For the record, if Bekele were to win the Olympic marathon, the 20-year gap between his first and last Olympic golds would easily be the largest ever for a track athlete, as noted below by ace Olympic statistician Bill Mallon. It would also be the longest gap in any men’s event since German sailor Jochen Schümann won gold in 1976 and 1996.

2) Tamirat Tola had a case to be on the team, but this was not an Athletics Kenya-level screwjob

After the 2024 spring marathon season, there were two clear locks for the Ethiopian Olympic marathon teams: Valencia/Boston champ Sisay Lemma on the men’s side and world record holder Tigst Assefa on the women’s side. Both were selected.

The other four spots were up for grabs and went to Bekele and Deresa Geleta on the men’s side and Amane Beriso and Megertu Alemu on the women’s side. There were cases to be made for and against each athlete, but this is not a Brigid Kosgei situation, whose presence on the Kenyan team remains impossible to justify.

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On the men’s side, we expected it would come down to Bekele, Tola, and Deresa Geleta, the fastest Ethiopian of 2024 after running 2:03:27 to win Seville (Rojo laid out the case for and against each man in detail here). Tola had a lot of things working in his favor — a 2016 Olympic bronze in the 10,000, a 2022 world title in the marathon and, most notably, a 2:04:58 course record in New York six months ago. But Tola also DNF’d two of his last three marathons — the 2023 Worlds in Budapest and 2024 London (against Bekele). The Ethiopian selectors have traditionally put a lot of stock in times when picking teams on the track, and if that is the case, Tola’s 2:04:58 in New York may not have helped him that much, even though it is worth much faster on a flat course.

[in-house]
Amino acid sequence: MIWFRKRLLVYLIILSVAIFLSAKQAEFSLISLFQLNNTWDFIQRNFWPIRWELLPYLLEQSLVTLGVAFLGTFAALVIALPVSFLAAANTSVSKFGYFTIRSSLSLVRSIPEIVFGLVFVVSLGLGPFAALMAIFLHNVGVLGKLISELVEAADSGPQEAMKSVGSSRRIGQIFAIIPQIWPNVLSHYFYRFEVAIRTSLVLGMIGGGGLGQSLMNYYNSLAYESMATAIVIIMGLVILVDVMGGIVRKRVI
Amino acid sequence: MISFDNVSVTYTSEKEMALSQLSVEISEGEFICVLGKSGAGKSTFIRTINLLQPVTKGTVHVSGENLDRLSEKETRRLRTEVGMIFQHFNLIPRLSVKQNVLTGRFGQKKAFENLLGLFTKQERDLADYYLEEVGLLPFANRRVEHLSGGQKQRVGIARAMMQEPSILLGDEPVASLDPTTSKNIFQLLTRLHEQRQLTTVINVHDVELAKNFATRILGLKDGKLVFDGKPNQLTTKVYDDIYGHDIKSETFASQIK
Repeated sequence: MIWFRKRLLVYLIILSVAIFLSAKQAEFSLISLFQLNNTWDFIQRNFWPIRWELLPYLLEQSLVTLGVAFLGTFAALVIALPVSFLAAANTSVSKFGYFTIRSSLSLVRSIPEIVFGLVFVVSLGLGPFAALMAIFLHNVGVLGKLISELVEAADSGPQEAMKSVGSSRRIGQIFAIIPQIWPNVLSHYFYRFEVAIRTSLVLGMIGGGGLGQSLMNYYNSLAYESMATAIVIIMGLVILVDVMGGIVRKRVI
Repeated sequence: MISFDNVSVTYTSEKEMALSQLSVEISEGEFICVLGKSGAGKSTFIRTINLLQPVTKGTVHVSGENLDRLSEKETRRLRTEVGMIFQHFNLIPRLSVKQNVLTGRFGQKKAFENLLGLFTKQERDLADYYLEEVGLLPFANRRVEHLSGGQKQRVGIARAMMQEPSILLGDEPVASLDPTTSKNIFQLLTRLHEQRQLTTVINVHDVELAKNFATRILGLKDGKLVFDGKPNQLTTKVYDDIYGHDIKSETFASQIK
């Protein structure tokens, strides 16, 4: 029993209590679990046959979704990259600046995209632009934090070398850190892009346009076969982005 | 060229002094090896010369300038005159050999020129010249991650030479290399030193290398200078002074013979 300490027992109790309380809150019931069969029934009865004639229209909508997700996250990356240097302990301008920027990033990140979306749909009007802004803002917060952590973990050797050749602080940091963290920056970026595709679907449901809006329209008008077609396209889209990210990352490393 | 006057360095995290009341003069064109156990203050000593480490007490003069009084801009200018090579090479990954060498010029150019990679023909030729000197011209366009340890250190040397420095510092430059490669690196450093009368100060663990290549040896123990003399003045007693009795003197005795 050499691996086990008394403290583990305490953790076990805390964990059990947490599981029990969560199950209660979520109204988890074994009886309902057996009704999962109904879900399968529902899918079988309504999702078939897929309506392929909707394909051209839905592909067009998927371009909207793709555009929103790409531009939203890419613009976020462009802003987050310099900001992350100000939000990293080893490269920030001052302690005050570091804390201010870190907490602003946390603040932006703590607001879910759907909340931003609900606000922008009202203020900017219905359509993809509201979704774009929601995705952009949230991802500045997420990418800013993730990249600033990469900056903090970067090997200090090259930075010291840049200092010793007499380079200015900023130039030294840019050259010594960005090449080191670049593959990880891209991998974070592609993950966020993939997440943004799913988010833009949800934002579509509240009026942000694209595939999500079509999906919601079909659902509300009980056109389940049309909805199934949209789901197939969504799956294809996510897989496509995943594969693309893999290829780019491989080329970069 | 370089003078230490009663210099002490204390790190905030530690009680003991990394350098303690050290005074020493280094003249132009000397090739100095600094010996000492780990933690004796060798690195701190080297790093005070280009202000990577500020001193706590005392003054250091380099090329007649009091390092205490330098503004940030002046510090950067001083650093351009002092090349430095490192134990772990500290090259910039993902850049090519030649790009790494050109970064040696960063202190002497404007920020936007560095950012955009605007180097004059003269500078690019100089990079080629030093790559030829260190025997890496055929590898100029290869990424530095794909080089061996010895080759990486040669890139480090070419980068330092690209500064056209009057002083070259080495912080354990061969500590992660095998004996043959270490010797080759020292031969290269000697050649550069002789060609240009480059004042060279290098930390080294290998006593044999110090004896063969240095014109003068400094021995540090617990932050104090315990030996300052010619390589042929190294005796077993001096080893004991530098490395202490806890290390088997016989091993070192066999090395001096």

If I were personally picking the team, I’d have taken Tola over a 42-year-old Bekele and Geleta, who has never run a World Marathon Major in his life, let alone the Olympics. But if selectors are looking at recent form, the two DNFs are a legitimate concern, particularly compared to Bekele (2:04 in his last two marathons) and Geleta (wins in Beijing and Seville).

On the women’s side, this was always going to be a difficult decision. Last month, I wrote there were five contenders for the final two spots behind Assefa: Amane Beriso, Megertu Alemu, Tigist KetemaSutume Kebede, and Worknesh Degefa. As with the men’s selections, the Ethiopian federation placed a value on consistency. Degefa, who withdrew from Boston in April, and Ketema, who was only 7th in London, both missed out. Instead, they chose Beriso (1st 2022 Valencia, 2nd 2023 Boston, 1st 2023 Worlds, 3rd 2024 Tokyo) and Alemu (3rd 2022 London, 2nd 2023 London, 3rd 2023 Chicago, 4th 2024 London).

Kebede might be feeling a little hard done by considering she beat Beriso head to head to win Tokyo in March (2:15:55 to 2:16:58). But Kebede’s results in 2023 were poor (DNF London, 15th Chicago) while Beriso was the world champ. There’s an argument for Kebede as an upside pick over Alemu, but both Beriso and Alemu have multiple strong marathons within the qualification window while Kebede only has one.